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Michael Halpern

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About the author: Michael Halpern is an expert on political interference in science and solutions to reduce suppression, manipulation, and distortion of government science. See Michael's full bio.

EPA Inspector General Pushes Agency on Scientific Integrity

The EPA inspector general last week released the results of an investigation following up on the agency’s implementation of its scientific integrity policy (thanks to Michal Conger of the Washington Examiner for the heads up). But here’s an interesting question: is the inspector general’s attention misplaced? Read More

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Dr. Martin Luther King Jr. and Pluralism: The Advantage of Holding Multiple Worldviews

Yesterday, I published a blog post about Martin Luther King Jr.’s appreciation for science and scientific inquiry, and how this appreciation related to his strong faith. I received several messages from readers who appreciated the fact that I had unearthed the reverend’s writings and put some thought into my interpretation of them. Then, after UCS posted an image with a quote from Dr. King on its Facebook page, all hell broke loose. Read More

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Science, Religion, and Dr. Martin Luther King, Jr.

On the 50th anniversary of the March on Washington, it’s worth reflecting on the philosophies of the Civil Rights Movement’s most well-known leader. And it’s fascinating to me that the Reverend Dr. Martin Luther King, Jr. had a lot to say about science. Read More

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White House, Finally, Releases Silica Rule

And now, for some good news. After more than two years of unnecessary delay, the White House Office of Management and Budget has finally allowed the Occupational Health and Safety Administration (OSHA) to move forward with a proposed rule to protect workers from exposure to silica dust. I hope this is a sign that the White House will allow federal agencies to develop science-based public protections that advance their public health missions. That said, the development of the silica rule has been a fiasco, and much of the blame for delay lies with the White House.

I have written about this several times, but to recap:

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Messengers Matter: Overcoming the Age of Denial

The Internet is abuzz with University of Rochester Professor Adam Frank’s op-ed provocatively titled “Welcome to the Age of Denial.” It’s the most e-mailed piece on the New York Times right now, and it’s all over social media. It’s an interesting critique, and a great call to action. Many scientists and science communicators share his frustration, and believe that science and scientific thinking are increasingly marginalized in a time when so many of the challenges we face are science-based. Of equal importance, however, is how we frame and contextualize science—and how we deliver its messages.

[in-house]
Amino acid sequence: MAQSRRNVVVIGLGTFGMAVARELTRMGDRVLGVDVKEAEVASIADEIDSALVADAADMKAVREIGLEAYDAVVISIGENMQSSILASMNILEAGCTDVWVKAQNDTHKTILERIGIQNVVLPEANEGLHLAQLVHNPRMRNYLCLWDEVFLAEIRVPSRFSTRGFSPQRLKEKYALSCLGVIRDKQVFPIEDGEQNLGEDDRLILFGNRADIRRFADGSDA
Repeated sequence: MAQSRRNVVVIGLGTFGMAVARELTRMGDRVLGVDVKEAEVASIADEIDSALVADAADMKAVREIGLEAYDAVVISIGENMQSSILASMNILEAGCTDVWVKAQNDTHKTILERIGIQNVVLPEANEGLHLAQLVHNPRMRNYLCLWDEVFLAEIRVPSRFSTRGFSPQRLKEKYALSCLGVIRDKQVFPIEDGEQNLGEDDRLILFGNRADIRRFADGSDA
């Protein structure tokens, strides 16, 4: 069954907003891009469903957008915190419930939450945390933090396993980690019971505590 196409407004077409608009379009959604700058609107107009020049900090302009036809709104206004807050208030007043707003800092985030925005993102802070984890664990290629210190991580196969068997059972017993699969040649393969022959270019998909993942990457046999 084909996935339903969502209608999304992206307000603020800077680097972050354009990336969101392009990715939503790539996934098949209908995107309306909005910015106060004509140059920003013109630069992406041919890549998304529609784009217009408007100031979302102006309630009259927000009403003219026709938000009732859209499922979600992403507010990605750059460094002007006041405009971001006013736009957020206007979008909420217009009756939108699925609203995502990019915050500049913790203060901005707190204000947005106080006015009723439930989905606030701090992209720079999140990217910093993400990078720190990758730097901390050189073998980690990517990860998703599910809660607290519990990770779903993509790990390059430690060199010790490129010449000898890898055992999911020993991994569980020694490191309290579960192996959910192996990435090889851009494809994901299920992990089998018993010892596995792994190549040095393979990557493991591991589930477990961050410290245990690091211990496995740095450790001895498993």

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Are Scientific Integrity Policies Working? The Case of the Freshwater Mussels

In a letter released by Representative Doc Hastings (R-WA) and first reported in E&E Daily (subscription), and later by the Associated Press, the Interior Department Inspector General criticized the U.S. Fish and Wildlife Service (FWS) for failing to make restitution to whistleblowers who rightly exposed scientific integrity violations by their supervisors, and for failing to discipline the supervisors for their actions. To avoid further perceptions of impropriety, the FWS should respond quickly to the inspector general and detail how the agency is following up on the investigation. Read More

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Don’t Like the Endangered Species Act? Try to Weaken It by Gutting the Science

The Endangered Species Act has one of the strongest scientific foundations of any environmental law in the United States. And with some predictability, some members of Congress try to tear down that foundation. This year is no different. Read More

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Science, Politics, and Democracy News You May Have Missed

This is my vacation month. I spent last week with family hiking in the middle of the Adirondacks (see the photo, below). On Friday, I’m taking a week to road trip with a friend who is moving to our nation’s capital. Yet the interesting science and democracy stories haven’t stopped. (Also, apparently, there was some presidential climate speech and a bunch of stuff happened at the Supreme Court). So here’s what came into my email box when I was gone that I don’t have much time to write about because I’m leaving again: Read More

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As Obama Administration Folds on Emergency Contraception, A Full Timeline of Events

The Obama administration yesterday dropped its appeal of a judge’s order to follow the science and allow consumers full over the counter access to the emergency contraception known as Plan B. I never thought I’ve be invoking Kenny Rogers in a blog post, but somehow it now seems to fit: you gotta know when to hold ‘em. Know when to fold ‘em.The Obama administration should have folded long ago; for reasons unknown, it chose to stay in the game. In the process, it earned a serious black eye. Read More

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Appeals Court Rules Emergency Contraception Should Become Available Over The Counter

I’m at a conference this week but wanted to pass along some pretty big news on the Plan B emergency contraception saga, which keeps getting more and more strange. Read More

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